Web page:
While French high school boys had just started the Baccalauréat exams (the equivalent of A Levels) last week, it was time to keep jumping into the works by great authors. Victor Hugo is THE French author! Too hard to sum up the legend in one article. But it may be possible to focus on the father figure.
With his short white hair and long tache and beard, this Santa Claus face could fit a perfect grandfather. The grandad he was wrote the poetic book L’art d’être grand-père (How to be a Grandfather for Georges and Jeanne) is moving proof. But writer/lover/playwright/poet/politician Victor Hugo was also a father. A tribe chief with wife Adele who gave birth to 5 children, 3 boys and 2 girls. These female characters are still part of the myth. Adele Hugo’s crazy head inspired authors and director François Truffaut (the one who is adored by Vincent Delerm). Leopoldine inspired her dad, especially in Poem Demain, dès l’aube… (Tomorrow, At Dawn…)
From any memories of secondary school, this piece of art is unique. I am not sure I can name another work that gathers the whole family so easily. I mean when the first words of this poem are uttered, everyone, from granny to daddy, starts reciting the melancholic piece.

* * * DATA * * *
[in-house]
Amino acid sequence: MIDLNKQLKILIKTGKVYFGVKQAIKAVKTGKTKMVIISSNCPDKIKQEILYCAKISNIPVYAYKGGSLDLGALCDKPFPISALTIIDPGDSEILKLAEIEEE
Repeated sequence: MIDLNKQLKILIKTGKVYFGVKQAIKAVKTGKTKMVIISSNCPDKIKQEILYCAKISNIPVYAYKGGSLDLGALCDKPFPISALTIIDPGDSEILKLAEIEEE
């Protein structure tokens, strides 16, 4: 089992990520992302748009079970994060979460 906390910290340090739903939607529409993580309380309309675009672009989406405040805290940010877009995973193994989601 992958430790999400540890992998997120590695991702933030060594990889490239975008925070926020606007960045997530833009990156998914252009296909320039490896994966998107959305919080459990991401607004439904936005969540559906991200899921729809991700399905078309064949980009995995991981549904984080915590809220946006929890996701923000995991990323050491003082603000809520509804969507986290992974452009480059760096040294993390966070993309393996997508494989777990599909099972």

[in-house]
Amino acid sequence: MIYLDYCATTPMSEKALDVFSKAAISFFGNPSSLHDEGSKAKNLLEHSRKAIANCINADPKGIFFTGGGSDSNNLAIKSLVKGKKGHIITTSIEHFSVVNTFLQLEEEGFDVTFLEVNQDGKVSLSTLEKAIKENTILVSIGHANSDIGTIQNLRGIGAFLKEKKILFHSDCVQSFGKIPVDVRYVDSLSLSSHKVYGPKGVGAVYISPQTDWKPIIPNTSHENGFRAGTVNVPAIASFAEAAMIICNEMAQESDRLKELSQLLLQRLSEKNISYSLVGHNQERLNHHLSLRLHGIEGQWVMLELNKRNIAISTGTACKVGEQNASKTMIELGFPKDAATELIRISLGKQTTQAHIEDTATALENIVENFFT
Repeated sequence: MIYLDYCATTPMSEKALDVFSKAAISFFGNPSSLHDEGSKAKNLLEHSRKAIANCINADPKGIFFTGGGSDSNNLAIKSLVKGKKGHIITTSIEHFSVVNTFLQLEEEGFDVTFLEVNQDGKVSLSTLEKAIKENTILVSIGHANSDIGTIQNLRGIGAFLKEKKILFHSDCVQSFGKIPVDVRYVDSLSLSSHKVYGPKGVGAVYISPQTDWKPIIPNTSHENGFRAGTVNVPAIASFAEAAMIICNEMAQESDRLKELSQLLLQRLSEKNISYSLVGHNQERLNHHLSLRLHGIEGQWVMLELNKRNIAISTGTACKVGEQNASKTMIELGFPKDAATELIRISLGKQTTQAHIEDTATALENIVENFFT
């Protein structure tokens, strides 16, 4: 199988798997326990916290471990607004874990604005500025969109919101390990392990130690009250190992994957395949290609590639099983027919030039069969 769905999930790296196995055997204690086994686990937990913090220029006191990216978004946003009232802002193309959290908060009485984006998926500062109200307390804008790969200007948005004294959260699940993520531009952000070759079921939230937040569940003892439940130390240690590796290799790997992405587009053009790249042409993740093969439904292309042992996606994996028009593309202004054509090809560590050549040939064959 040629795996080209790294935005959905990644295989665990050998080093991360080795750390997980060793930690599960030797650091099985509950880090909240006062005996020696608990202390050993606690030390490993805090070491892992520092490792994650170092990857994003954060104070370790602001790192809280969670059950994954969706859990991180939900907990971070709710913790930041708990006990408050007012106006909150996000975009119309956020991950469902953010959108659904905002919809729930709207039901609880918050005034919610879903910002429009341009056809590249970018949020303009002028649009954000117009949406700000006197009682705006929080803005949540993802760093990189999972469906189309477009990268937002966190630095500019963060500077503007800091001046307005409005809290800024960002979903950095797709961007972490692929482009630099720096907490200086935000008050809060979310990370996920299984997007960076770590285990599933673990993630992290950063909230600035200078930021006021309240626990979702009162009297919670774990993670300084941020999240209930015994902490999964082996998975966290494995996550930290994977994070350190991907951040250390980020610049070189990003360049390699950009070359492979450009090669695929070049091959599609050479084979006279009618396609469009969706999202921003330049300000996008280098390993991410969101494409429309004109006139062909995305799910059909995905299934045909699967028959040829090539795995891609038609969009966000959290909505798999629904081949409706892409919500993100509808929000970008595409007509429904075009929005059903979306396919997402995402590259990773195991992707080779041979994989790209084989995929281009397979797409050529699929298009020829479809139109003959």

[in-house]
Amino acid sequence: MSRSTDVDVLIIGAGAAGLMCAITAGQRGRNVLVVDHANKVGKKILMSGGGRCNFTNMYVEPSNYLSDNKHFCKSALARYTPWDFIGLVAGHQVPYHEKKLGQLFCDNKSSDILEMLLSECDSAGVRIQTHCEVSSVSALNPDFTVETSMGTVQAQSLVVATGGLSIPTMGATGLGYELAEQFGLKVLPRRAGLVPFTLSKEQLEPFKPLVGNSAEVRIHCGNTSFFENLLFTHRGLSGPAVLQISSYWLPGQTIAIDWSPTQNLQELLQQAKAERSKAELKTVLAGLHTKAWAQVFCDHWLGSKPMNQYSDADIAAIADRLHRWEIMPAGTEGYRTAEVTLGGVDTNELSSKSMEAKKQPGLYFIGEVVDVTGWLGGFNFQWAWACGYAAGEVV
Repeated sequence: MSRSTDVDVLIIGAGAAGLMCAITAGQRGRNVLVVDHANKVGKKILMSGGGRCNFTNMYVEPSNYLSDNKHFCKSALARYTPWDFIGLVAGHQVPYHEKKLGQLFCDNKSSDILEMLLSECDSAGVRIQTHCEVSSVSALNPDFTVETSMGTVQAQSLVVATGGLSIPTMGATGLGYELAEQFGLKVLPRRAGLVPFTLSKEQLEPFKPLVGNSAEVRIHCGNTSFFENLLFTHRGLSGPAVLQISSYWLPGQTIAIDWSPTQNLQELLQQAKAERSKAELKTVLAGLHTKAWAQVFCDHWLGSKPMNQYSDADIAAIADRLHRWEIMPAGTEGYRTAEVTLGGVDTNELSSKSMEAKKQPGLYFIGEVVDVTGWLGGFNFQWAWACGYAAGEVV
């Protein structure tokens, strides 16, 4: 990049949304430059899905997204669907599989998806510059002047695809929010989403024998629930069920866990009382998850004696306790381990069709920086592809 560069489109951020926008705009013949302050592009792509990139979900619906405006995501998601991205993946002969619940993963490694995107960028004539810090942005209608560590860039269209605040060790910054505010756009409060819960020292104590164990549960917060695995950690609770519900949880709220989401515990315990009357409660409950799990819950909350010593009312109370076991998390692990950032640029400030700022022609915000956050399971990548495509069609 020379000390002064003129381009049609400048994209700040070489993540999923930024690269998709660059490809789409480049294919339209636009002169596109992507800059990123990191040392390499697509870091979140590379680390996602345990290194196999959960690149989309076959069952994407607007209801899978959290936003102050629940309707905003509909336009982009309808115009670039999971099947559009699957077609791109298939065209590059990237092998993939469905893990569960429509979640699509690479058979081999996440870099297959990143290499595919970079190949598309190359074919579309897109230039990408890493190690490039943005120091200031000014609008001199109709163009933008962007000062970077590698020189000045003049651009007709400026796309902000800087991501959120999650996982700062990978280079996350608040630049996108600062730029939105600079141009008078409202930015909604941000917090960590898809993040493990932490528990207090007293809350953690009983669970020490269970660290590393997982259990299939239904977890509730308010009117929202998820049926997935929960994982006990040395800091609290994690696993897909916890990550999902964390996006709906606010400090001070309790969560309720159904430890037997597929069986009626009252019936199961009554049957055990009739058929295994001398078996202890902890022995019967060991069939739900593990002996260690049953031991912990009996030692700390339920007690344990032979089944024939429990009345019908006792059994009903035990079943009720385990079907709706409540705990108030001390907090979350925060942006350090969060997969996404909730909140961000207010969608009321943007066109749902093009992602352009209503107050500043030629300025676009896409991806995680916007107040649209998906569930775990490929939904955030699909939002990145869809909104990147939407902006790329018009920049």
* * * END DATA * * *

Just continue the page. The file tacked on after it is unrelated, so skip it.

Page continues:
Is it really grim? Yes. If you have a look at the words, you can feel the sadness of the passer-by, leaving their hometown for a long journey, a journey stuck in their mind where admiring natural beauty has been forgotten. The passer-by’s only obsessive target is to end their pilgrimage, and to lay down holly and heather onto their daughter’s grave.
True story. Leopoldine was the gloomy muse and caused his devotion for the work. The writer was very fond of his daughter, he named her by her nickname « Didine » or « Didi ». She married at 19 to friend Charles Vacquerie at Paris and, a few months after the wedding, the couple went to Villequier, picturesque village in Normandy on the Seine river. The lovers and some relatives of theirs fancied a boat trip but on their way back home, wind surprised them and even the sailor on board couldn’t save any lives.
If you had the chance, as I did, to visit the place, you would feel a bit emotional when walking by the Victor Hugo museum, watching dark shades of the river (for a darker fate) and paying tribute to the beloved daughter at the cemetery. Believe me, it is even possible to reach the slow heartbeat that helped the author to give rhythm to his poem.